Monthly Archives: October 2015

The category 5 roster

A roster like this only comes along once every 2.25 seasons -- unless it's 2015, when there were two such rosters. (Robert Deutsch/USA Today)

A roster like this only comes along once every 1.8 seasons in Division I. Unless of course it’s 2015, when there were two such rosters. (Robert Deutsch/USA Today)

Last March at the Sloan Conference in Boston, I was told a near-perfect parable on the traditionally and deeply yet needlessly antagonistic relationship between the “talent” and “analytic” schools of basketball interpretation.

In the immediate aftermath of a dismal 2013-14 season, an NBA general manager ordered a top-to-bottom review of what had gone wrong with the team that year. By that time every front office was fully equipped with bright young minds who could apply the latest analytic tools and even brandish some proprietary and closely-held statistical methods of their own. But the GM had allotted just 48 hours for the task while also imposing a draconian two-page limit on the final report. As a result the analytics team worked in a frenzy to summarize every last data point, shot chart, and pick-and-roll efficiency in just a couple of pages.

At the end of the ordeal the exhausted head of the analytics group yanked the final draft from the printer and thrust the two-page encyclical into the waiting hands of his boss. Whereupon the GM took the report and, smiling genially and never so much as glancing down at the printout, wadded up the two pages while taking aim at the nearest waste basket. As the GM let fly with his shot, he uttered one word:


After a decade of watching college basketball in the one-and-done era, I’ve come to the conclusion that in one crucial respect the GM is exactly right. In fact the more I ponder the question the more I think I’ve become something of a talent essentialist in spite of myself.

I wonder whether there might be rare instances where we can remove college performance from the equation more or less entirely and just look at the roster of players. Forget efficiency or shooting accuracy. Tell me how many minutes the returning players recorded, how many possessions they used, and how highly the freshman class is rated, and in these very rare instances this may be all we need to know.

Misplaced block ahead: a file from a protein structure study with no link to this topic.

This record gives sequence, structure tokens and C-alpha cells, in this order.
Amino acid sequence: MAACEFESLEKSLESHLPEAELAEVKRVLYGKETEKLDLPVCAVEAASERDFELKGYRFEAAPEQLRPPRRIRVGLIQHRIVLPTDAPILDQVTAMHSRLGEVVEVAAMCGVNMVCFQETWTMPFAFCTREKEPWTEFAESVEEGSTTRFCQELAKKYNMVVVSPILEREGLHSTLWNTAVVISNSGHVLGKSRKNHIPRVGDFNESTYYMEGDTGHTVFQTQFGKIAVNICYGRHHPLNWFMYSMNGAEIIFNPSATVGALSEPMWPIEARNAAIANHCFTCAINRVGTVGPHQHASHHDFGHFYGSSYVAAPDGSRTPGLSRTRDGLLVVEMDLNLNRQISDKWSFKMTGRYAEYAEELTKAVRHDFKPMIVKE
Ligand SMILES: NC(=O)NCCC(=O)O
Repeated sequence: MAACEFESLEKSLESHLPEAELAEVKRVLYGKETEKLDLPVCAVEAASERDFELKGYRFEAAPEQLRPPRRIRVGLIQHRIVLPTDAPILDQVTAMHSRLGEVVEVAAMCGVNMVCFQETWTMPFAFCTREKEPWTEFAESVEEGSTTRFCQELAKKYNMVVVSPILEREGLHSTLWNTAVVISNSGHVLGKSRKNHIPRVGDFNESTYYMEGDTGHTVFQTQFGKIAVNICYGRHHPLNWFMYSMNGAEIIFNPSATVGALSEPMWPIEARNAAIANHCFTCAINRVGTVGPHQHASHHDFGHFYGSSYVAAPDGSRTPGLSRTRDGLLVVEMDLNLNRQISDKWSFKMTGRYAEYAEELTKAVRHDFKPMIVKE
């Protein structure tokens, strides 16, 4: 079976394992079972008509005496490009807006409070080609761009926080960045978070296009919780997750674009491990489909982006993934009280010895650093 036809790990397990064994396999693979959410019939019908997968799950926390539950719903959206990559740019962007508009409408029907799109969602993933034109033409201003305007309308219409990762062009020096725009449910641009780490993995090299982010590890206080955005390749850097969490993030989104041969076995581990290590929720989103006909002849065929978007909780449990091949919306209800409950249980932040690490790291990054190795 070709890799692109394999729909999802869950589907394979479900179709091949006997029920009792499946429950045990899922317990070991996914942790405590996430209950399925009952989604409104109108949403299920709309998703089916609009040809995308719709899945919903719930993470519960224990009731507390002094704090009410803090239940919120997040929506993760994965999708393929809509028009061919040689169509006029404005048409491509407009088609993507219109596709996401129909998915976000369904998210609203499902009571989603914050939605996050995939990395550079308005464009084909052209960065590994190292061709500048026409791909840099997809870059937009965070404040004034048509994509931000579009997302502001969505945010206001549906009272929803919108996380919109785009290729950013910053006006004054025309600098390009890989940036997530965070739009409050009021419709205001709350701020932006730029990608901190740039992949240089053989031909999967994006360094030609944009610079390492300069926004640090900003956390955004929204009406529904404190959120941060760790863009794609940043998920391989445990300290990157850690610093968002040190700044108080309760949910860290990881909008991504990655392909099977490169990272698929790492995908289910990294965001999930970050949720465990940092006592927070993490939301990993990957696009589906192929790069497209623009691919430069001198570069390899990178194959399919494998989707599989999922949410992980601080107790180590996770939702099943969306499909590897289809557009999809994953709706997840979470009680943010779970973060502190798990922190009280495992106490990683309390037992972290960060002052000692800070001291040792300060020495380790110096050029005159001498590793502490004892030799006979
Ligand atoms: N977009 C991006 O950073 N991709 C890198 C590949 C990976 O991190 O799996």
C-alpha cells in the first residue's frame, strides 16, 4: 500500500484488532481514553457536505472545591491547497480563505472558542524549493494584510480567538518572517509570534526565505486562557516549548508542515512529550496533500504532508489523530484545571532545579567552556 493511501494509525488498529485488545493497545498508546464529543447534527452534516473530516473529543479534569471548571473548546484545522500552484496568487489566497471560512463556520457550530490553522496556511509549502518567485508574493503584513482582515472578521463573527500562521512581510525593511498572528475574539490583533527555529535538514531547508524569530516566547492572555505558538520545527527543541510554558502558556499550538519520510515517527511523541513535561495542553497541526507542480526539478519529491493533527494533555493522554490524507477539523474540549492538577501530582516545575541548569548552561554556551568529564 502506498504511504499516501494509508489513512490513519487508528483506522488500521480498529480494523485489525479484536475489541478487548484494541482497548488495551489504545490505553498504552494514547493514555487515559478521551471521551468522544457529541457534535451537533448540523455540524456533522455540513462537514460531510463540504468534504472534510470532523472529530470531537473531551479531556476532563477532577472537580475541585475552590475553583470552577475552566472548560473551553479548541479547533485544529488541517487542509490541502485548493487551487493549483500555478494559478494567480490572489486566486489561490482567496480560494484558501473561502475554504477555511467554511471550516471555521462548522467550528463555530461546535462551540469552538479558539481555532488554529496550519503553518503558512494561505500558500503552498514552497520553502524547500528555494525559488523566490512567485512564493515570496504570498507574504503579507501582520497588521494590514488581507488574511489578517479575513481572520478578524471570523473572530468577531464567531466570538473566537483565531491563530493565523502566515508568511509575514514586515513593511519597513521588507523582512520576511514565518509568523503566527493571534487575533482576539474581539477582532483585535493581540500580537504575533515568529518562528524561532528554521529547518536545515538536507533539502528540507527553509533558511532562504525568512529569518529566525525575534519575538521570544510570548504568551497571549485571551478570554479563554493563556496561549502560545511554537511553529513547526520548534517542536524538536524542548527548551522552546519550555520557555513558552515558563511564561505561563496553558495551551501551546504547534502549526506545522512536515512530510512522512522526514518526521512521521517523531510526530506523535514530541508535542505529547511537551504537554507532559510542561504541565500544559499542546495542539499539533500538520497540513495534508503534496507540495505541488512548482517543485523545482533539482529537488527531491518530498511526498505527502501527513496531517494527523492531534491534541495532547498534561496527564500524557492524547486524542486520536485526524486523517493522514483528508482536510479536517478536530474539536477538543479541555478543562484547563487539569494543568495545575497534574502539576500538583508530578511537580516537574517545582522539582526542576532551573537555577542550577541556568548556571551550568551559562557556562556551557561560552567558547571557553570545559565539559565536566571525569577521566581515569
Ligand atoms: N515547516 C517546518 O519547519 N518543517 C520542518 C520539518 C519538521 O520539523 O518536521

In such cases I think we may be able to just look at a college basketball roster before the season even starts and say that if precedent’s any guide this team has virtually a 100 percent likelihood of earning an NCAA tournament No. 1 seed, a 60 percent probability of reaching the Final Four, and a two-in-five shot at winning a national title. I’m going to call such instances category 5 rosters, and, though I (and others) didn’t know it ahead of time, it turns out that Duke’s in 2015 was one such roster.  Continue reading

Alleged extreme cheating turns out to have zero measurable effect (a continuing series)

Former Louisville assistant Andre McGee. (UMKC photo)

Former Louisville director of basketball operations Andre McGee. (UMKC photo)

The Louisville basketball program stands accused of hiring an escort service to entertain Cardinal recruits and players between 2010 and 2014. According to a new book, “Breaking Cardinal Rules,” former Louisville director of basketball operations Andre McGee paid as much as $10,000 over a four-year period to provide escorts for recruits on campus visits, as well as for players staying in Billy Minardi Hall.

When I first learned of these allegations, my immediate reaction was that any cheating that took place apparently didn’t work all that well, or indeed at all. I’ll soon be sharing some data I’ve pulled together on recruiting versus results over the past decade, but in the wake of this particular episode I’ll go ahead and offer a teaser.

Rick Pitino, very much like Tom Izzo, has achieved a level of success on the court that easily surpasses any corresponding results he’s been able to show purely as a recruiter during the one-and-done era. The Cardinals have been a top-15 program nationally in terms of recruiting, certainly, but there’s another category entirely comprised of schools that form a remarkably absorbent oligopoly on the talent circuit.

It will not surprise you to learn that during the period of interest raised by this book those schools, going from bottom to top in terms of recruiting results, have been Kansas, Arizona, Duke, and Kentucky. Those four have been statistically different talent-wise the past few years and everyone else is in line outside, waiting and hoping to join that club. Continue reading